Developmental Course and Risk Factors of Physical Aggression in Late Adolescence
Peer reviewed, Journal article
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OriginalversjonHenriksen, M., Skrove, M., Hoftun, G. B., Sund, E. R., Lydersen, S., Tseng, W.-L. & Sukhodolsky, D. G. (2020). Developmental Course and Risk Factors of Physical Aggression in Late Adolescence. Child Psychiatry and Human Development. doi: 10.1007/s10578-020-01049-7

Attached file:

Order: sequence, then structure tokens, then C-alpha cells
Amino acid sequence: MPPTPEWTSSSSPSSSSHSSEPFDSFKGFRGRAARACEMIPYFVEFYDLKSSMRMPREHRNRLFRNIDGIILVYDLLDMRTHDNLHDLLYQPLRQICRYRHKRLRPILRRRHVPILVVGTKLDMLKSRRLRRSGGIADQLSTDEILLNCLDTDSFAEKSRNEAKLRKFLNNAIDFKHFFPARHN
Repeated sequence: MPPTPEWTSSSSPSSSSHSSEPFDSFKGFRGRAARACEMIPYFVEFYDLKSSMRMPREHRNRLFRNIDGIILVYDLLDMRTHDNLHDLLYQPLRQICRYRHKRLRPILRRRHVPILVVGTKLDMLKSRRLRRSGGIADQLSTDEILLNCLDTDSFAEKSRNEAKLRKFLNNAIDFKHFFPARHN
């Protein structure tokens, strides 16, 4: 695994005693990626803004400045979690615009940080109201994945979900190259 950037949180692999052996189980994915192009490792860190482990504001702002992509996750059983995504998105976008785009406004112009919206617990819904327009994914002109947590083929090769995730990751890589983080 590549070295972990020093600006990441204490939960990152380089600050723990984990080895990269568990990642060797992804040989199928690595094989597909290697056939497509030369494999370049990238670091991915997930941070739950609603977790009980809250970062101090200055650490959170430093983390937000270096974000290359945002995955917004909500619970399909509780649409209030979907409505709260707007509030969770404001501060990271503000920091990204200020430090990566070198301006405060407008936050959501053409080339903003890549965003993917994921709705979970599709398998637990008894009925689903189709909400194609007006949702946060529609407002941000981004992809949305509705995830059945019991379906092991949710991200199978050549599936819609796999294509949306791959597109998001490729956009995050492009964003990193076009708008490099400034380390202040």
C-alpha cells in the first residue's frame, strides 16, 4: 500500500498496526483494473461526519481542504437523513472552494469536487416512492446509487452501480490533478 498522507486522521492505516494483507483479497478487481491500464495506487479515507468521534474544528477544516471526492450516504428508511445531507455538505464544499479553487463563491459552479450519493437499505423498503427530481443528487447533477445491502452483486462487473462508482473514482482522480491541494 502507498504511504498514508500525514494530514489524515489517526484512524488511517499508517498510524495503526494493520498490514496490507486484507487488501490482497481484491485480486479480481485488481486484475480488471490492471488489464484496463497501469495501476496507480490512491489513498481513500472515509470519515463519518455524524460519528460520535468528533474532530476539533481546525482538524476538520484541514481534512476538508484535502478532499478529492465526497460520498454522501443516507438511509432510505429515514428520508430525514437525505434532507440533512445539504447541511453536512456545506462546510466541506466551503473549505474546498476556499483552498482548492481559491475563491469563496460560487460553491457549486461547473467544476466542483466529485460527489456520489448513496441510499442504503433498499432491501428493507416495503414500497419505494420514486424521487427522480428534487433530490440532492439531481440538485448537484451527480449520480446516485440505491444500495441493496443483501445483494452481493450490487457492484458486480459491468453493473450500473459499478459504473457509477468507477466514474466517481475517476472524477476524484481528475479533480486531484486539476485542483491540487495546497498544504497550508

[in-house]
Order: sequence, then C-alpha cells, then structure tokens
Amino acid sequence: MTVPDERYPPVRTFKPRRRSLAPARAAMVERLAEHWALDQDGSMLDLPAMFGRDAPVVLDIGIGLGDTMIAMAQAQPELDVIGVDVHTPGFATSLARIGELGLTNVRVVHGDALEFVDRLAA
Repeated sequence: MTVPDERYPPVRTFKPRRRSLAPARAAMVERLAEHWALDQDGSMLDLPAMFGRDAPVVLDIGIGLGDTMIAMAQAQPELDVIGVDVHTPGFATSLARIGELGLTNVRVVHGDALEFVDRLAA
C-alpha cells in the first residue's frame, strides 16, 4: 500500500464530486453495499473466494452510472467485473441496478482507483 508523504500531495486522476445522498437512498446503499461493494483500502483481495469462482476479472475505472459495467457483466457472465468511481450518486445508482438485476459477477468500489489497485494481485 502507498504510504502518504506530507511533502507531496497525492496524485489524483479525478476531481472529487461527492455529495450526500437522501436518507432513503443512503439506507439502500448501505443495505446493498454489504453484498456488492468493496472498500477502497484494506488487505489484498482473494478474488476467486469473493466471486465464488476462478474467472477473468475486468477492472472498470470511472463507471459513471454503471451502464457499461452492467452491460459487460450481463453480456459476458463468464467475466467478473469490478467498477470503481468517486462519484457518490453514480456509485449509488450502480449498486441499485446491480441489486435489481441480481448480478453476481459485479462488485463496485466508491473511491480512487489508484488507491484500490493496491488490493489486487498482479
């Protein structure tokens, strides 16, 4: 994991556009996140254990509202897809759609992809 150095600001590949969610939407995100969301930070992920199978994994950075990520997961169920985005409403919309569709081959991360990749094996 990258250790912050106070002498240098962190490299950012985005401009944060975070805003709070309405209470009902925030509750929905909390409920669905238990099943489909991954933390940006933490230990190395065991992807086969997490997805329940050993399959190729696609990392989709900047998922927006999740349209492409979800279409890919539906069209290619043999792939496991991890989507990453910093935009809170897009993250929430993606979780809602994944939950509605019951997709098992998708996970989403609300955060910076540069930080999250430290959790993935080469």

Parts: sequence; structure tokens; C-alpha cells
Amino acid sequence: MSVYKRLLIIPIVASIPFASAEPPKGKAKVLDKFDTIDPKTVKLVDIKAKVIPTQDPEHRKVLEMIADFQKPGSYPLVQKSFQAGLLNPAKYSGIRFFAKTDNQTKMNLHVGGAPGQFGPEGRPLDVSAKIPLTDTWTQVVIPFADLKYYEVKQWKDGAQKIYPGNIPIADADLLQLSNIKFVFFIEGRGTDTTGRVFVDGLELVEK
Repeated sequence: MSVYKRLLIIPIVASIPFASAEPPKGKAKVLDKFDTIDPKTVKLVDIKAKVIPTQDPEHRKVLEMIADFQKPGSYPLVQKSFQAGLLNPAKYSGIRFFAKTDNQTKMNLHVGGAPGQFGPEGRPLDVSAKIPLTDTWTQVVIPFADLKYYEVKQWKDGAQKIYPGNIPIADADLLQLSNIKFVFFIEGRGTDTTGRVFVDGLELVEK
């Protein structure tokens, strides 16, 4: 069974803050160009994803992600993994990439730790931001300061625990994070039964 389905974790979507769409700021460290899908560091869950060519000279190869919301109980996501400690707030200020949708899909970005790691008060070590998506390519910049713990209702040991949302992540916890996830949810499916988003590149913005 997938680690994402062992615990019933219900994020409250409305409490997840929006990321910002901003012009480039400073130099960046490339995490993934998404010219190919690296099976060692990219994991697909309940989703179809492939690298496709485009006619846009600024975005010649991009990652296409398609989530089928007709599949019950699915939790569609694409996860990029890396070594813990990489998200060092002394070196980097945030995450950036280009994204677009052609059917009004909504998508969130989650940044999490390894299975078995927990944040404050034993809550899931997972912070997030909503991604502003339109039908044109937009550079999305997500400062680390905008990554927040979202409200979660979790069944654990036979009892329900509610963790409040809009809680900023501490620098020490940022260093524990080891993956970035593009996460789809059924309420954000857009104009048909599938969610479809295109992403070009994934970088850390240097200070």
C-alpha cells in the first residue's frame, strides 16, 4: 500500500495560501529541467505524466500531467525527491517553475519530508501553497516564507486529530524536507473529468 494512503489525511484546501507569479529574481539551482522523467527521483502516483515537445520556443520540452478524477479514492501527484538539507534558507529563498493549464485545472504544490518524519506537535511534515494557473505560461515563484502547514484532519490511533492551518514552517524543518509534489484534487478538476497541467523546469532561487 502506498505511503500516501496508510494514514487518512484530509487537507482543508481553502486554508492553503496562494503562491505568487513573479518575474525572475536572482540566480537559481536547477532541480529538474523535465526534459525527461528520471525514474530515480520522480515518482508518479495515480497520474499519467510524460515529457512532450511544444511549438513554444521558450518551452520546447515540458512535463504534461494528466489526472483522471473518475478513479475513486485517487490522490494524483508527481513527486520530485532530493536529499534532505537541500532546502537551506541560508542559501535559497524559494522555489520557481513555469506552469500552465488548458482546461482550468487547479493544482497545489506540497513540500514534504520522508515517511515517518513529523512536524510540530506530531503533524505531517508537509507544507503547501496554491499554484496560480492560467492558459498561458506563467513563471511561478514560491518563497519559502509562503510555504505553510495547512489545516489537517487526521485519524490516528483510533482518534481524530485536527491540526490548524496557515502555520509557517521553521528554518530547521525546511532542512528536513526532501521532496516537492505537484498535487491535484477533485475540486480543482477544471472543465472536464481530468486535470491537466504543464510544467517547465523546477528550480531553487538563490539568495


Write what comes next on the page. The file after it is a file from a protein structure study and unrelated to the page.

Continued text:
This study examined risk factors of physical aggression during transition from early to late adolescence using a two-wave longitudinal study. Specifically, we examined if risk factors in early adolescence predict physically aggressive behavior starting in late adolescence and why some adolescents desist physical aggressive behavior while others do not. The study sample consisted of 2289 Norwegian adolescents (1235 girls) who participated in the Young-HUNT1 study (mean age 14.5) and the follow-up study 4 years later, Young-HUNT2 study (mean age 18.4). One in six young adolescents reported engaging in physical fights. Moreover, physical aggression in early adolescence was significantly associated with male gender, attention problems, academic problems, being bullied, drinking alcohol, and smoking. Male gender and heavy drinking during early adolescence increased the risk for newly emerging aggressive behavior in late adolescence, whereas heavy drinking during early adolescence was a predictor for persistent versus desisting aggressive behavior in late adolescence.